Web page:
Wednesday, August 24, 2011

Snapped out of our usual swoon

I was downtown yesterday when the quake hit. Moments afterwards, everyone poured out into the streets from office buildings, restaurants, and shops. People were present, alert, and even relational, if a bit unnerved. I talked to strangers who were talking to strangers, something that would never happen under ordinary circumstances. On the ride back to Capitol Hill, the folks on the Metro train were engaged, communicative, and fully awake. The last time this level of honest interaction took place in DC was the first week after September 11, 2001.

Compared with the usual glazed, internally focused, shut down kind of public face we urban people use when out and about, it was rather miraculous to see and feel the liveliness in people. It was extraordinary! In big cities, we urbanites (in general, not everyone) like our privacy, we really don't want to interact with others in anonymous crowd situations. I don't blame anyone for plugging into the iphone while on the subway or standing in line at the supermarket or whatever. We pay a price for creating individual bubbles. We are not really present until something like an earthquake happens.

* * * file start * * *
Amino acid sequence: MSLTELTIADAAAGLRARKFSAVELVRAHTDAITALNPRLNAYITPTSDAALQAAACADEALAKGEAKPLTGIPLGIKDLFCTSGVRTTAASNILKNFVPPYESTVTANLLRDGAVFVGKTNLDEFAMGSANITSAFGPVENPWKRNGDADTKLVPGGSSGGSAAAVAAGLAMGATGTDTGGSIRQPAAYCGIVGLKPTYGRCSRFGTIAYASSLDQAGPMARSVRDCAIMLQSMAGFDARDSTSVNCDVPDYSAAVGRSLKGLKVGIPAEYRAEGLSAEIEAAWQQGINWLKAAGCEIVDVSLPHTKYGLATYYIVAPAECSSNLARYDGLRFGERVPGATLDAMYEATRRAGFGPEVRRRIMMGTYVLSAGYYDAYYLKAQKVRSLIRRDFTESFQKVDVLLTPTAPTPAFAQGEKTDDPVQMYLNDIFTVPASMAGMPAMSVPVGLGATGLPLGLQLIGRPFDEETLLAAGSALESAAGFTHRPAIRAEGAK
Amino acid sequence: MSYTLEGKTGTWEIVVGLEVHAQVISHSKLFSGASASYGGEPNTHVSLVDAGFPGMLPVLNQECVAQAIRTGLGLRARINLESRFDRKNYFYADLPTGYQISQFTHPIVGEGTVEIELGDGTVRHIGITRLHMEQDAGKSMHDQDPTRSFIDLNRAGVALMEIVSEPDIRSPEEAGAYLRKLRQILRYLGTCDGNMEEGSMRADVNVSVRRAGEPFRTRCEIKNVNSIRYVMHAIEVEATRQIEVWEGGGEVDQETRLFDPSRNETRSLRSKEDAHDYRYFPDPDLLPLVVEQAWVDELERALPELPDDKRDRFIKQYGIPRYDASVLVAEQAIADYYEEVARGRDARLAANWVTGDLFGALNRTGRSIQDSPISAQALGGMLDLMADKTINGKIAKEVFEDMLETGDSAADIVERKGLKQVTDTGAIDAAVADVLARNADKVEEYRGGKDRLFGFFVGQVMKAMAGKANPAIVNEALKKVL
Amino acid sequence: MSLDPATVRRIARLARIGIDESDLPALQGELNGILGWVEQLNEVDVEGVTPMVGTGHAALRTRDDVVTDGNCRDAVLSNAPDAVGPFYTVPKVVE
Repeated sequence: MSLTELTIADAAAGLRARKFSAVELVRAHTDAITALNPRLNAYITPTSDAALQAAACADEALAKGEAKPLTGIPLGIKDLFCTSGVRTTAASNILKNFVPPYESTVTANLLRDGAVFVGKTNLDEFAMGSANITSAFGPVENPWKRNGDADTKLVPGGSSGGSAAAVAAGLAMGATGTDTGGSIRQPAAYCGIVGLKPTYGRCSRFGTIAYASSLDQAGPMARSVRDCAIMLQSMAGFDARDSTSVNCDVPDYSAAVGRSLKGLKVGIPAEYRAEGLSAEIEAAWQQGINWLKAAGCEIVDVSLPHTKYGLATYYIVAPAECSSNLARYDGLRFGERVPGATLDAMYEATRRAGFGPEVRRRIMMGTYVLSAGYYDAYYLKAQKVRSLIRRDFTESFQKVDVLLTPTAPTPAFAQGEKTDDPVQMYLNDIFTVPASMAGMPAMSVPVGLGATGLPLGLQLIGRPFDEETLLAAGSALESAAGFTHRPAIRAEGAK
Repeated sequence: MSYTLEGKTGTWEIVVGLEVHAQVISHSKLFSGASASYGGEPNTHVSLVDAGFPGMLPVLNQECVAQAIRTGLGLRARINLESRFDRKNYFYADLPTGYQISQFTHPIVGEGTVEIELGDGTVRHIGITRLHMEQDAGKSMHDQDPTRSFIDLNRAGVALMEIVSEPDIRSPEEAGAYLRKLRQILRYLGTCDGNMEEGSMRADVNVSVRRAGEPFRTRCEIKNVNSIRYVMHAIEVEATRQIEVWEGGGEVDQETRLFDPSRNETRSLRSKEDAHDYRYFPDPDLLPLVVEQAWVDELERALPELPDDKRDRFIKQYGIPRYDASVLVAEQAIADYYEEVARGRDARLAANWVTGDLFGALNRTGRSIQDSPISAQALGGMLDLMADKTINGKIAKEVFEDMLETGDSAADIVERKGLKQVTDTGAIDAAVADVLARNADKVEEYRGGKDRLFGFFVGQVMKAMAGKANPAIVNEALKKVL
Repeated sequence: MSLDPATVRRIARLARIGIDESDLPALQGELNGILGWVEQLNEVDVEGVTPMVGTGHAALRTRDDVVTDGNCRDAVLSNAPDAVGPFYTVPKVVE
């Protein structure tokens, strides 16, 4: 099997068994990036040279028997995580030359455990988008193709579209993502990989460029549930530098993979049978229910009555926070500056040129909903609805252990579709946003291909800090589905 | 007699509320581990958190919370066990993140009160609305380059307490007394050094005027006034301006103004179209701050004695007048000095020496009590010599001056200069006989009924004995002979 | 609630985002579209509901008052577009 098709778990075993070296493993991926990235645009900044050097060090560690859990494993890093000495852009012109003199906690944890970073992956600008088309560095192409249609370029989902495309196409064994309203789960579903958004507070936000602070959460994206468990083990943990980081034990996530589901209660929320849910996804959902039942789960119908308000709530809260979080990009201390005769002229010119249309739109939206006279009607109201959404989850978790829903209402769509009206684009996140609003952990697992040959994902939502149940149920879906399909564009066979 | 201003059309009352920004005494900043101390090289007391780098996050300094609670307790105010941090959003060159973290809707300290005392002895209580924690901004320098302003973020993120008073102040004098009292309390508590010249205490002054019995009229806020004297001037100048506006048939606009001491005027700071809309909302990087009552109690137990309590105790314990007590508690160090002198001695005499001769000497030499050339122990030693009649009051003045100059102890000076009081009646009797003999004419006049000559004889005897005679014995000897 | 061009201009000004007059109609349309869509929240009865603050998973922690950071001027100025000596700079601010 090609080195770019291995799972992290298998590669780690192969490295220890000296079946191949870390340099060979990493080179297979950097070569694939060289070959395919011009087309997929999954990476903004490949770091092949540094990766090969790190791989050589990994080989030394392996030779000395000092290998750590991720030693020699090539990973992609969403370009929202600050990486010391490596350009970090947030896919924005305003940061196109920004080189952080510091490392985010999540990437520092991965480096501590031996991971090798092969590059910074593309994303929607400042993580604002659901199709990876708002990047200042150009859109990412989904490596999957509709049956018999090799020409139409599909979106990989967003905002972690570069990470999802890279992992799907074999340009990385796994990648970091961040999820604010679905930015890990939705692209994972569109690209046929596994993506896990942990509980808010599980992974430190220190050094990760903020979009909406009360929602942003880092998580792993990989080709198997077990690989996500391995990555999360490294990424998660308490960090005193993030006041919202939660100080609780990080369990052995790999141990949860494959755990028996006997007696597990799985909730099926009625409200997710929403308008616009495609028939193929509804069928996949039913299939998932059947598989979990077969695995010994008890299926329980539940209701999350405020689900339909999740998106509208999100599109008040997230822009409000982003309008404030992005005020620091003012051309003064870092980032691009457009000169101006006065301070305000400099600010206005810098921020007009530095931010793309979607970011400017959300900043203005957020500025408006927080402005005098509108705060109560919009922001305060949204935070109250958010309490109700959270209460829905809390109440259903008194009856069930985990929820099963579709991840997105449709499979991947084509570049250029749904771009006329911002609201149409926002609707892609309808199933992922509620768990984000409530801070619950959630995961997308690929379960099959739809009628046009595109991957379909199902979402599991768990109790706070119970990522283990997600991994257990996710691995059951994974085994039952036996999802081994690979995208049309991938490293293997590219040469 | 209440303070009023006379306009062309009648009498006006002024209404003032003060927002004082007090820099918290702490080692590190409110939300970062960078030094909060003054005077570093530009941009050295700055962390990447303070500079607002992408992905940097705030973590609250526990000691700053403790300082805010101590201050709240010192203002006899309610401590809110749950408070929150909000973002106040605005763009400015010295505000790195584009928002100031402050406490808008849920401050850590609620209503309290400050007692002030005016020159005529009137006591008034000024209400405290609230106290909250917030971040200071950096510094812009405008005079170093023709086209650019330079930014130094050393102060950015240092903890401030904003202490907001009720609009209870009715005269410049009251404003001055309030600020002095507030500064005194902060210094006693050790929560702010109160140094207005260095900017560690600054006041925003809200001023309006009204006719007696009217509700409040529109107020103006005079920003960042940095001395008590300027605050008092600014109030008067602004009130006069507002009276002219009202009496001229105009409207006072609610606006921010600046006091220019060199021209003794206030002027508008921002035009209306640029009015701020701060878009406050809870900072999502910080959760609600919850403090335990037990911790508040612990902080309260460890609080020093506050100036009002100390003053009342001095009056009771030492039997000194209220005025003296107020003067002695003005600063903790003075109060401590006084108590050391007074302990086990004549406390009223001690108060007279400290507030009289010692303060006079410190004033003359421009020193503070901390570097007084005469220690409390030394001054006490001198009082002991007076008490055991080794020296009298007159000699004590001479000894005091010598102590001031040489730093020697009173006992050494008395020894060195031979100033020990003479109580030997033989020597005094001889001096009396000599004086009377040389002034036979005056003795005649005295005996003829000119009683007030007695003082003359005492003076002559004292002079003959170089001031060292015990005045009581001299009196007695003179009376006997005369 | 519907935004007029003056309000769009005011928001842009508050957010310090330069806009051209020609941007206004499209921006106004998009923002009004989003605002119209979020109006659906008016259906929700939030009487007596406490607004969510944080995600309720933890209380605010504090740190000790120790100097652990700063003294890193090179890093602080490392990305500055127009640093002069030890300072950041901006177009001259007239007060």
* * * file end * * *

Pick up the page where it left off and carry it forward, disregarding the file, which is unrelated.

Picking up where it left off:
I get a kick out of the scenes in old movies in which some hysterical or passed out or just spacey character receives a sharp slap or an ice cold drink tossed in the face, a wake up call as it were. Yesterday's quake was reminiscent of this kind of scene; the earth shook us awake, out of our usual swoon.

Even those who get consistently good sleep, as well as those who meditate, do yoga, tai chi, or other mindfulness practices, can benefit from a metaphorical slap upside the head every now and then. The Buddhists call the waking dream of "real" life Samsara. The Hindus think of it as Maya. A lot of traditions refer to the dream-like layers of perception we call reality as some sort of trance state. Life is but a dream, indeed.

In DC yesterday, for a little while, we were fully awake to the dream of life. It was a wonderful feeling.


ellen abbott said...

I notice the difference between the city and the country. There is so much less of the urban bubble. People look at you, smile, engage in a bit of conversation out here in the country away from the constant mass of humanity.

Reya Mellicker said...

I remember that from when I lived at Lake Tahoe. It's so nice. And yet here in the city, I too go into my own bubble. It's a survival thing.

Kerry said...

When we lived in Alabama our neighborhood was heavily damaged by hurricane Opal. We were without power for a few days and a tree had fallen on our house. I don't remember shedding a single tear. I only recall the awe of the storm and the giddy party we held at our next-door-neighbors. They had a propane stove and invited everybody over to make french toast. A fabulous change from the 9-5 work day.

Reya Mellicker said...

Yeah. Disaster brings out the best in our species. Go figure.